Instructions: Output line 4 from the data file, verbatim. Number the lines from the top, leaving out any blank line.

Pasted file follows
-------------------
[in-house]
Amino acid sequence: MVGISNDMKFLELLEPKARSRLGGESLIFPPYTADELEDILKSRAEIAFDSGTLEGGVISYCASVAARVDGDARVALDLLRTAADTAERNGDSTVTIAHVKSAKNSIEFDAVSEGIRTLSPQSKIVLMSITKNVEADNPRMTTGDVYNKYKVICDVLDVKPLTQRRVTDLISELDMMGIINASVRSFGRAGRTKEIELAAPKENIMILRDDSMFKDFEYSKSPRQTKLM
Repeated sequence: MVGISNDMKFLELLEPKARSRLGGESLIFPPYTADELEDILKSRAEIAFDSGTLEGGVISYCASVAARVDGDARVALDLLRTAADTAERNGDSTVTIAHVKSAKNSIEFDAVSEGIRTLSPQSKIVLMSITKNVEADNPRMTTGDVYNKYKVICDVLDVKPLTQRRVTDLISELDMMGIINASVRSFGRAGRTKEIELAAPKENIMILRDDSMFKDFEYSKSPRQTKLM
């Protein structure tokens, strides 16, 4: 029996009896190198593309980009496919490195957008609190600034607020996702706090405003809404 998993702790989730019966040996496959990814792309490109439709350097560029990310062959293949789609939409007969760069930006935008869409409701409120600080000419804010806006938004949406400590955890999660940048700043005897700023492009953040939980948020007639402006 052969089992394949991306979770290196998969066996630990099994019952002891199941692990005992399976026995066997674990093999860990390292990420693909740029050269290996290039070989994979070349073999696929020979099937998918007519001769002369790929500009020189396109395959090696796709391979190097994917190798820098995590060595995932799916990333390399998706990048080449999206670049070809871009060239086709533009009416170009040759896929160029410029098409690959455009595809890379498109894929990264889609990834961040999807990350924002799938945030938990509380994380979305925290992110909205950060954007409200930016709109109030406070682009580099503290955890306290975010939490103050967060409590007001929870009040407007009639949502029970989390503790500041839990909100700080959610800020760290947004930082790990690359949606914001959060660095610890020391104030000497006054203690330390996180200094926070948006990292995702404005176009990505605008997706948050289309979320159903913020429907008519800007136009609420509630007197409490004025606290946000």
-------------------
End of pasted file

């Protein structure tokens, strides 16, 4: 029996009896190198593309980009496919490195957008609190600034607020996702706090405003809404 998993702790989730019966040996496959990814792309490109439709350097560029990310062959293949789609939409007969760069930006935008869409409701409120600080000419804010806006938004949406400590955890999660940048700043005897700023492009953040939980948020007639402006 052969089992394949991306979770290196998969066996630990099994019952002891199941692990005992399976026995066997674990093999860990390292990420693909740029050269290996290039070989994979070349073999696929020979099937998918007519001769002369790929500009020189396109395959090696796709391979190097994917190798820098995590060595995932799916990333390399998706990048080449999206670049070809871009060239086709533009009416170009040759896929160029410029098409690959455009595809890379498109894929990264889609990834961040999807990350924002799938945030938990509380994380979305925290992110909205950060954007409200930016709109109030406070682009580099503290955890306290975010939490103050967060409590007001929870009040407007009639949502029970989390503790500041839990909100700080959610800020760290947004930082790990690359949606914001959060660095610890020391104030000497006054203690330390996180200094926070948006990292995702404005176009990505605008997706948050289309979320159903913020429907008519800007136009609420509630007197409490004025606290946000």